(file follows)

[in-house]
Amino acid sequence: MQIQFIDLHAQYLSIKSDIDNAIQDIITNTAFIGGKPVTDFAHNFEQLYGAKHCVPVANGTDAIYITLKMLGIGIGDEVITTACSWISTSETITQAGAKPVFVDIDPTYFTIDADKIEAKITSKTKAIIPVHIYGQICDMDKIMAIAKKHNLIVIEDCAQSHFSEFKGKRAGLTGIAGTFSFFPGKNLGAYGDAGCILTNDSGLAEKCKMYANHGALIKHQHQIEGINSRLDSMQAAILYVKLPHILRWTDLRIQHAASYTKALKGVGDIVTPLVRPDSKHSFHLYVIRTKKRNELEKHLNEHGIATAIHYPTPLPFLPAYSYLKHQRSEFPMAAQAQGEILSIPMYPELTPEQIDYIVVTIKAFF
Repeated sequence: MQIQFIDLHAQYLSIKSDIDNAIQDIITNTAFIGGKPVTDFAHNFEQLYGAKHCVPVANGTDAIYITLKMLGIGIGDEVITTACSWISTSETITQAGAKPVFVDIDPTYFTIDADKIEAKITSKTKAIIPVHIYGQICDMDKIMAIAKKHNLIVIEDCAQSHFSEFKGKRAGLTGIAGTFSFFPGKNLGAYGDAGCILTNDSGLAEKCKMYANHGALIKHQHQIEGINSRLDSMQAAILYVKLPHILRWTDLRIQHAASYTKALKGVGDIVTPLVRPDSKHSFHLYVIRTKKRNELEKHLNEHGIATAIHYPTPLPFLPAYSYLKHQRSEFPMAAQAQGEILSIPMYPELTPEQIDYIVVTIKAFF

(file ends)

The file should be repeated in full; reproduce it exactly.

[in-house]
Amino acid sequence: MQIQFIDLHAQYLSIKSDIDNAIQDIITNTAFIGGKPVTDFAHNFEQLYGAKHCVPVANGTDAIYITLKMLGIGIGDEVITTACSWISTSETITQAGAKPVFVDIDPTYFTIDADKIEAKITSKTKAIIPVHIYGQICDMDKIMAIAKKHNLIVIEDCAQSHFSEFKGKRAGLTGIAGTFSFFPGKNLGAYGDAGCILTNDSGLAEKCKMYANHGALIKHQHQIEGINSRLDSMQAAILYVKLPHILRWTDLRIQHAASYTKALKGVGDIVTPLVRPDSKHSFHLYVIRTKKRNELEKHLNEHGIATAIHYPTPLPFLPAYSYLKHQRSEFPMAAQAQGEILSIPMYPELTPEQIDYIVVTIKAFF
Repeated sequence: MQIQFIDLHAQYLSIKSDIDNAIQDIITNTAFIGGKPVTDFAHNFEQLYGAKHCVPVANGTDAIYITLKMLGIGIGDEVITTACSWISTSETITQAGAKPVFVDIDPTYFTIDADKIEAKITSKTKAIIPVHIYGQICDMDKIMAIAKKHNLIVIEDCAQSHFSEFKGKRAGLTGIAGTFSFFPGKNLGAYGDAGCILTNDSGLAEKCKMYANHGALIKHQHQIEGINSRLDSMQAAILYVKLPHILRWTDLRIQHAASYTKALKGVGDIVTPLVRPDSKHSFHLYVIRTKKRNELEKHLNEHGIATAIHYPTPLPFLPAYSYLKHQRSEFPMAAQAQGEILSIPMYPELTPEQIDYIVVTIKAFF